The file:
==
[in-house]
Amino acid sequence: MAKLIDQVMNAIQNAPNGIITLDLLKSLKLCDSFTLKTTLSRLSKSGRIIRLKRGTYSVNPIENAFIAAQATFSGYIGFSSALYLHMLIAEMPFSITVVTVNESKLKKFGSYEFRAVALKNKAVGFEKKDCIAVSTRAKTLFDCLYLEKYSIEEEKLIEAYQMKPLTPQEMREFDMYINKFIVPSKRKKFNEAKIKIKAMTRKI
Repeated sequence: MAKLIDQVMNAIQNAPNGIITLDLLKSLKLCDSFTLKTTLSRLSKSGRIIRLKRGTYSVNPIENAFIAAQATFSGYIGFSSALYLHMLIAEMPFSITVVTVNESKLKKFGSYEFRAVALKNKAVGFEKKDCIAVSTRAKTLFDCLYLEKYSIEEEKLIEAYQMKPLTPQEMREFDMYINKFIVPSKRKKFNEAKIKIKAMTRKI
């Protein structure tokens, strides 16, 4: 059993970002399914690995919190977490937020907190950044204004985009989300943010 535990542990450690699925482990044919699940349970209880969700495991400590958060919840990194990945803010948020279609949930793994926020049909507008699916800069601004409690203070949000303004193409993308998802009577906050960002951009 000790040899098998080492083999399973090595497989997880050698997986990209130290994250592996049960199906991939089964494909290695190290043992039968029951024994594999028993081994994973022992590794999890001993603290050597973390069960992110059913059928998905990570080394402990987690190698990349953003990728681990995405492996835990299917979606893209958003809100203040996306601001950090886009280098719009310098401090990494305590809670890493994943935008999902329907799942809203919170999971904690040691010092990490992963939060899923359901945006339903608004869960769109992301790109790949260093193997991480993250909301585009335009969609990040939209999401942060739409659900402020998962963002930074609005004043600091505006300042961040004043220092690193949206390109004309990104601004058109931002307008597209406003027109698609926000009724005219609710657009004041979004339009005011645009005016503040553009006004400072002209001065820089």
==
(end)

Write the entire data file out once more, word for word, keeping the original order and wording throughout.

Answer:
[in-house]
Amino acid sequence: MAKLIDQVMNAIQNAPNGIITLDLLKSLKLCDSFTLKTTLSRLSKSGRIIRLKRGTYSVNPIENAFIAAQATFSGYIGFSSALYLHMLIAEMPFSITVVTVNESKLKKFGSYEFRAVALKNKAVGFEKKDCIAVSTRAKTLFDCLYLEKYSIEEEKLIEAYQMKPLTPQEMREFDMYINKFIVPSKRKKFNEAKIKIKAMTRKI
Repeated sequence: MAKLIDQVMNAIQNAPNGIITLDLLKSLKLCDSFTLKTTLSRLSKSGRIIRLKRGTYSVNPIENAFIAAQATFSGYIGFSSALYLHMLIAEMPFSITVVTVNESKLKKFGSYEFRAVALKNKAVGFEKKDCIAVSTRAKTLFDCLYLEKYSIEEEKLIEAYQMKPLTPQEMREFDMYINKFIVPSKRKKFNEAKIKIKAMTRKI
């Protein structure tokens, strides 16, 4: 059993970002399914690995919190977490937020907190950044204004985009989300943010 535990542990450690699925482990044919699940349970209880969700495991400590958060919840990194990945803010948020279609949930793994926020049909507008699916800069601004409690203070949000303004193409993308998802009577906050960002951009 000790040899098998080492083999399973090595497989997880050698997986990209130290994250592996049960199906991939089964494909290695190290043992039968029951024994594999028993081994994973022992590794999890001993603290050597973390069960992110059913059928998905990570080394402990987690190698990349953003990728681990995405492996835990299917979606893209958003809100203040996306601001950090886009280098719009310098401090990494305590809670890493994943935008999902329907799942809203919170999971904690040691010092990490992963939060899923359901945006339903608004869960769109992301790109790949260093193997991480993250909301585009335009969609990040939209999401942060739409659900402020998962963002930074609005004043600091505006300042961040004043220092690193949206390109004309990104601004058109931002307008597209406003027109698609926000009724005219609710657009004041979004339009005011645009005016503040553009006004400072002209001065820089």